TABLE 1__________________________________________________________________________        Present Invention        1    2    3    4    5    6    7    8    9    10__________________________________________________________________________Chemical composition(wt. %)SiO2    51.5 51.0 51.0 51.0 51.0 51.0 51.0 51.0 51.0 49.5Al2 O3        35.5 35.5 35.5 35.5 35.5 35.5 35.5 35.5 35.5 35.5MgO          13.5 13.5 13.5 13.5 13.5 13.5 13.5 13.5 13.5 15.0compounding recipe, wt. %(Average particle size, μ)Talc         40   40   40   40   40   40   40   40   --   --        (5.1)             (10) (15) (24) (34)      (80) (150)Calcined talc        --   --   --   --   --        --   --   --   --Magnesium hydroxide        --   --   --   --   --   --   --   --   --   18                                                     (27)Magnesium carbonate        --   --   --   --   --   --   --   --   22   --                                                (20)Magnesium oxide        --   --   --   --   --   --   --   --   --   --Aluminum hydroxide        --   --   --   --   --   --   --   --   38   41                                                (0.5)                                                     (0.5)Aluminum oxide        14   14   14   14   14   14   14   14   --   --        (3.0)             (3.0)                  (3.0)                       (3.0)                            (3.0)                                 (3.0)                                      (3.0)                                           (3.0)Kaolin       15   15   15   15   15   15   15   15   --   --        (1.5)             (1.5)                  (1.5)                       (1.5)                            (1.5)                                 (1.5)                                      (1.5)                                           (1.5)Calcined kaolin        31   31   31   31   31   31   31   31   --   --        (5.1)             (5.1)                  (5.1)                       (5.1)                            (5.1)                                 (5.1)                                      (5.1)                                           (5.1)Amorphous silica        --   --   --   --   --   --   --   --   40   41                                                (0.7)                                                     (0.7)Firing conditionTemperature rising rateabove 1100 C. C./hr        200  200  200  200  200  200  200  200  100  200Firing temperature Retention time, C.  hr        1380  5             1380  5                  1380  5                       1380  5                            1380  5                                 1380  5                                      1380  5                                           1380  5                                                1400                                                      1350  5Properties of cordierite ceramicContent of crystalphase (wt. %) Spinel      2    1.5  1    1    1    1    1    1.5  2    2 Sapphirine  1    1    1    0.5  0.5  1    0.5  0.5  --   1 Mullite     1.5  1.5  1    1    0.5  0.5  0.5  0.5  1    1 Corundum    --   --   --   --   --   --   --   --   --   --Thermal expansioncoefficient, 1/ C. ( 10-7)        16.0 11.5 10.6 9.0  9.3  9.7  12.0 15.8 12.7 10.5at 25-1000 C.)Temperature differencedurable to rapid heating        650  750  750  850  850  800  700  650  750  800and quenching, C.Fusing Temperature, C.        1465 1465 1460 1460 1460 1460 1465 1465 1460 1465Total pore volume, cm3 /g        0.26 0.24 0.23 0.22 0.22 0.20 **** **** 0.33 0.34Mean pore size, μ        2.0  4.7  8.2  18   28   40   **** **** 11   25__________________________________________________________________________        Present Invention             Reference        11   12   13   14   15   16   1*   2**  3*   4***__________________________________________________________________________Chemical composition(wt. %)SiO2    49.5 49.5 49.5 48.0 42.5 45.0 51.0 51.0 49.5 45.0Al2 O3        35.5 35.5 35.5 37.5 43.5 39.5 35.5 35.5 35.5 46.0MgO          15.0 15.0 15.0 14.5 14.0 15.5 13.5 13.5 15.0 9.0compounding recipe, wt. %(Average particle size, μ)Talc         9    --   20   39   19   23   40   40   --   28        (34)      (27) (27) (27) (34) (2.8)                                           (200)     (34)Calcined talc        --   38   20   --   20   20   --   --   --   --             (26) (30)      (30) (30)Magnesium hydroxide        --   --   --   --   --   --   --   --   18   --                                                (2.1)Magnesium carbonate        --   --   --   --   --   --   --   --   --   --Magnesium oxide        12   --   --   --   --   --   --   --   --   --        (5.5)Aluminum hydroxide        --   26   --   20   15   15   --   --   41   --             (0.5)     (0.5)                            (0.5)                                 (0.5)          (0.5)Aluminum oxide        --   --   16   6    18   15   14   14   --   22                  (3.0)                       (3.0)                            (3.0)                                 (3.0)                                      (3.0)                                           (3.0)     (3.0)Kaolin       20   19   15   35   10   10   15   15   --   60        (1.5)             (1.5)                  (1.5)                       (1.5)                            (1.5)                                 (1.5)                                      (1.5)                                           (1.5)     (1.5)Calcined kaolin        59   17   29    --  18   17   31   31   --   --        (5.1)             (5.1)                  (5.1)     (5.1)                                 (5.1)                                      (5.1)                                           (5.1)Amorphous silica        --   --   --   --   --   --   --   --   41   --                                                (0.7)Firing conditionTemperature rising rateabove 1100 C. C./hr        50   30   70   100  70   50   200  200  200  70Firing temperature Retention time, C. hr        1380  5             1380  5                  1360  5                       1400  5                            1410  5                                 1370  5                                      1380  5                                           1380  5                                                1380                                                      1400  5Properties of cordierite ceramicContent of crystalphase (wt. %) Spinel      1.5  2    2.5  3    14   10   2    2    3    -- Sapphirine  1    1    --   1    3    1    2.5  0.5  1    --  Mullite    1.5  1    1    2    3    1    0.5  1    2    30 Corundum    --   --   --   --   1    --   --   --   --   5Thermal expansioncoefficient, 1/ C. ( 10-7)        10.0 9.0  12.0 12.0 16.0 11.5 19.6 18.8 20.1 25.0at 25-1000 C.)Temperature differencedurable to rapid heating        850  800  750  800  650  800  550  550  500  450and quenching, C.Fusing Temperature, C.        1470 1465 1465 1480 1500 1490 1465 1470 1475 1570Total pore volume, cm3 /g        0.24 0.20 0.22 0.19 0.26 0.23 0.28 **** 0.36 0.26Mean pore size, μ        15   12   6    12   8    5    1.2  **** 1.5  13__________________________________________________________________________ (Note) *Since the average particle size of talc or magnesium hydroxide as the magnesia raw material is less than 5 microns, the thermal expansion coefficient over the range of 25-1000 C. exceeds 16  10-7 (1/ C.) and the thermal shock resistance is poor. Further, since the mean poor size is less than 2 microns, the adhering ability of the active material for catalyst and the catalytic component and the resistance to catalyst poison are also poor. **Since the average particle size of talc as the magnesia raw material is more than 150 microns, the thermal expansion coefficient over the range o 25-1000 C. exceeds 16  10-7 (1/ C.) and the thermal shock resistance is poor. ***Since the chemical composition is beyond the range of 42-52% by weight of silica, 34-48% by weight of alumina and 10-18% by weight of magnesia, the thermal expansion coefficient over the range of 25-1000 C. exceeds 16  10-7 (1/ C.) and the thermal shock resistance is poor. ****The exact data could not be obtained because the honeycomb contains a large number of pores having a pore diameter of more than 100μ which i a limit for measurement according to the mercury pressure porosimeter.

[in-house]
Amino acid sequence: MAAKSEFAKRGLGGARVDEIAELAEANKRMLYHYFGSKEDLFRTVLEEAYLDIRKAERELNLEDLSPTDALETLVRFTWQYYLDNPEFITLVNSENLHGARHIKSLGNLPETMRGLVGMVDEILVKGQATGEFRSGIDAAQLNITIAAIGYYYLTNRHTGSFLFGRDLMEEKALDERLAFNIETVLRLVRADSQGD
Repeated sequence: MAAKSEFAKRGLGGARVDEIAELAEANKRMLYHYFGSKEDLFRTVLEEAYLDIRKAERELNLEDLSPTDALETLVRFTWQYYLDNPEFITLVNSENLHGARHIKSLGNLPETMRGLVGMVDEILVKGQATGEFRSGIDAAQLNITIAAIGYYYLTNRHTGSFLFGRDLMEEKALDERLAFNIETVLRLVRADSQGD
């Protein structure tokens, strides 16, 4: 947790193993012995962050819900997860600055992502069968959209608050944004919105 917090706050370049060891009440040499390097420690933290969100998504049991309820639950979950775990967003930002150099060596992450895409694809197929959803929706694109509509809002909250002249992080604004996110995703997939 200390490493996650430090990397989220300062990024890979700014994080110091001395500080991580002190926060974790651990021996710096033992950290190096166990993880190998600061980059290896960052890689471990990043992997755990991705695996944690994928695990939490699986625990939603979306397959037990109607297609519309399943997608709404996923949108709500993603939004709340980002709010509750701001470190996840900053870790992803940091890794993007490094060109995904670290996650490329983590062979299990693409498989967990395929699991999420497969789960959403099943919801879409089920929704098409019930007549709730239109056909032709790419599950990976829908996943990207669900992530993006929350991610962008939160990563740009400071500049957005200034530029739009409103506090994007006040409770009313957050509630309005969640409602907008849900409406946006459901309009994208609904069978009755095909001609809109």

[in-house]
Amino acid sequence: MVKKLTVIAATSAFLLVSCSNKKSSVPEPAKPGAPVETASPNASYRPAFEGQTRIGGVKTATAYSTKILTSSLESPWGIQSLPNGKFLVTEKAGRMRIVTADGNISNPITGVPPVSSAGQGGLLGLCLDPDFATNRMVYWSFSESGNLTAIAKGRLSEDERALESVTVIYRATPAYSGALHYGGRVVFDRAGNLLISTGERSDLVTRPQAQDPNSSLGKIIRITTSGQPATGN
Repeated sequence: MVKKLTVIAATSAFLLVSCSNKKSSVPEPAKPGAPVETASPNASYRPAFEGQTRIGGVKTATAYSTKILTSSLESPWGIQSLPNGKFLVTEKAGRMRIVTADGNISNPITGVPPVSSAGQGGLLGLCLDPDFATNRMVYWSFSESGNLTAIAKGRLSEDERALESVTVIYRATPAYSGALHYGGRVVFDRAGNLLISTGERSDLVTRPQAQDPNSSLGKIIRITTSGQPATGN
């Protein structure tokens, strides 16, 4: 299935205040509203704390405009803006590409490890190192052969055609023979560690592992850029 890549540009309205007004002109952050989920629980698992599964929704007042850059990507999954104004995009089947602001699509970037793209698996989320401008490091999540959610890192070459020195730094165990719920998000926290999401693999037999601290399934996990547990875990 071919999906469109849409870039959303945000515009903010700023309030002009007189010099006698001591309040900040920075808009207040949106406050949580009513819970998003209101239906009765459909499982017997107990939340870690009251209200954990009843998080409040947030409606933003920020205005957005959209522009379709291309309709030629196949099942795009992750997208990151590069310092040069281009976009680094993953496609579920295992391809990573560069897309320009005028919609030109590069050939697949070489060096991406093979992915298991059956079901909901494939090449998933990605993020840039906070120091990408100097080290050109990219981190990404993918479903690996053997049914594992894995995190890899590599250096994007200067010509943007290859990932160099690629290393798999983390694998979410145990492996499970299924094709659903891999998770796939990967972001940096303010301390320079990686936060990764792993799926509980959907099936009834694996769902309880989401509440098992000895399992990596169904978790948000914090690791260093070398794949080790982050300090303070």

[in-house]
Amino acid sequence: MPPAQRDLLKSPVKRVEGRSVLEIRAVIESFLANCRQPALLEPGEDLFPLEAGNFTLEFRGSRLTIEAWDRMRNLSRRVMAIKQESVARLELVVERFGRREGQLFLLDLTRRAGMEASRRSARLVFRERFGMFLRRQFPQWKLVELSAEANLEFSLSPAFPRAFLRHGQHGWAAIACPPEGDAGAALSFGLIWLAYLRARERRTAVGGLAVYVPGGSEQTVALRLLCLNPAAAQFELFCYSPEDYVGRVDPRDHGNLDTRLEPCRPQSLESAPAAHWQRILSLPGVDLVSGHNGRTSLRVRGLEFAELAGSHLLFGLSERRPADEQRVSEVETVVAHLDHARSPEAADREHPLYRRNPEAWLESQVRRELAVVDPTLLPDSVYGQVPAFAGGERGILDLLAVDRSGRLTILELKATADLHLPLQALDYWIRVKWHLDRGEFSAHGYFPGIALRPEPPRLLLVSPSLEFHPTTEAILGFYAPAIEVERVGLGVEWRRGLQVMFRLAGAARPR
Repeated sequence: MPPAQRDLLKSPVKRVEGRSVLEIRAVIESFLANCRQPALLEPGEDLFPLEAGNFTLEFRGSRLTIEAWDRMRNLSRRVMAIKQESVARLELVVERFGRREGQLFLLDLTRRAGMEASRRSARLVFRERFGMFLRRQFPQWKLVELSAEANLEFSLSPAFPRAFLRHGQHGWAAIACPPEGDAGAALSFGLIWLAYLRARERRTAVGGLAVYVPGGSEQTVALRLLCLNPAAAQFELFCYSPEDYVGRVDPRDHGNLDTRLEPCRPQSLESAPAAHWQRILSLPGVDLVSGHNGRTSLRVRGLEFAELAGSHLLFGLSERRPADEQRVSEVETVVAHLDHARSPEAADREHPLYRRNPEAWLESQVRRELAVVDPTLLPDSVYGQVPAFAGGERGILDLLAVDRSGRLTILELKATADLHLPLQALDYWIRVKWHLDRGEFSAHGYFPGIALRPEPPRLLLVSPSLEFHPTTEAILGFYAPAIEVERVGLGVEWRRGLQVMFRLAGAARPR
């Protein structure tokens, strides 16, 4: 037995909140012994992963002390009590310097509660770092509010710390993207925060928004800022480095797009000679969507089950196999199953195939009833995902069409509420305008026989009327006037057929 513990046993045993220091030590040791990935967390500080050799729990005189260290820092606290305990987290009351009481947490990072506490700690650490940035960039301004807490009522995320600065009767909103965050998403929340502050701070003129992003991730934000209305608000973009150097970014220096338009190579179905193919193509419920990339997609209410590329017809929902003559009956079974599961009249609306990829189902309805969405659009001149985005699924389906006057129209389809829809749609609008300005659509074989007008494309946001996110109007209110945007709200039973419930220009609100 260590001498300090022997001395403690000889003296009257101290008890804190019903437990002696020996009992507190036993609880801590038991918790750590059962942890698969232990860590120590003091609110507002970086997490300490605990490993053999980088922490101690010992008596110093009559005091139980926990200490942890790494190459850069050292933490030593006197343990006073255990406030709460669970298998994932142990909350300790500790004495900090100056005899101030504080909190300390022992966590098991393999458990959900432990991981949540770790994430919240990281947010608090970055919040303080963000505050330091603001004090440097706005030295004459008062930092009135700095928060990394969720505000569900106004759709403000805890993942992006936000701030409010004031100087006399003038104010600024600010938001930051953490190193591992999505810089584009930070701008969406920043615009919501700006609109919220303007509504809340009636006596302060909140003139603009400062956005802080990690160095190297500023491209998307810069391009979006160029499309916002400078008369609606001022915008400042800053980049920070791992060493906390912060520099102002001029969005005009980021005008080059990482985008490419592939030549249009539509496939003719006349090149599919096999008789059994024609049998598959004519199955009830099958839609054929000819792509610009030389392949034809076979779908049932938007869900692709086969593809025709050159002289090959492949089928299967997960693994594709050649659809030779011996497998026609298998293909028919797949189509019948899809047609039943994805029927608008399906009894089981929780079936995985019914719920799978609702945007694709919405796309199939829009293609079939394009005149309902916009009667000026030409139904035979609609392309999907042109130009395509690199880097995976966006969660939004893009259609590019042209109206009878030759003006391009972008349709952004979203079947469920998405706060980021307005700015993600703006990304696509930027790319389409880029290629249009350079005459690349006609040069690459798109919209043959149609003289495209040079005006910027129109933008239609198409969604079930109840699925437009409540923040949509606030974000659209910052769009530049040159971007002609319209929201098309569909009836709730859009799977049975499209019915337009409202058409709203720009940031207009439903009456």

As seen from the results in Table 1 and FIGS. 1 and 3, when the average particle size of the magnesia raw material is limited to the range of 5-150 microns, the thermal expansion coefficient over the range of 25-1000 C. is not more than 1610-7 (1/C.) and the temperature difference durable to rapid heating and quenching is higher than 650 C., so that the thermal shock resistance is practically satisfied. Furthermore, as seen from FIG. 2, when the average particle size of the magnesia raw material is limited to the range of 5-150 microns, the resulting low-expansive and porous cordierite ceramic has a mean pore size of 2-50 microns, so that not only the adhering ability of the active material for catalyst and the catalytic component on the honeycomb catalyst substrate is excellent, but also the initial purifying efficiency for exhaust gas and the resistance to catalyst poison with a chemical substance such as lead, phosphorus and the like are improved.

Moreover, as seen from the data of Table 1, the ceramic honeycomb consisting mainly of cordierite in crystal phase and containing not more than 35% by weight of at least one crystal selected from spinel, sapphirine, mullite and corundum have the practically satisfactory thermal resistance because the fusing temperature is higher than 1460 C.

As mentioned above, the cordierite ceramic according to the present invention has a thermal expansion coefficient of not more than 1610-7 (1/C.) over the range of 25-1000 C. and a mean pore size of 2-50 microns by limiting the average particle size of the magnesia raw material such as talc, calcined talc, magnesium carbonate, magnesium hydroxide, magnesium oxide and the like to the range of 5-150 microns, so that the thermal shock resistance, the adhering ability and the purifying efficiency for exhaust gas are excellent. Accordingly, the cordierite ceramic according to the present invention can be broadly used for various industrial catalyst substrates and various refractories as well as the catalyst substrate for purifying the automotive exhaust gas and is very commercially useful.

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Classifications
U.S. Classification501/43, 501/119, 428/116
International ClassificationB01D53/86, C01B33/20, C04B35/195, B01J21/14
Cooperative ClassificationB01J21/14, C04B35/195
European ClassificationB01J21/14, C04B35/195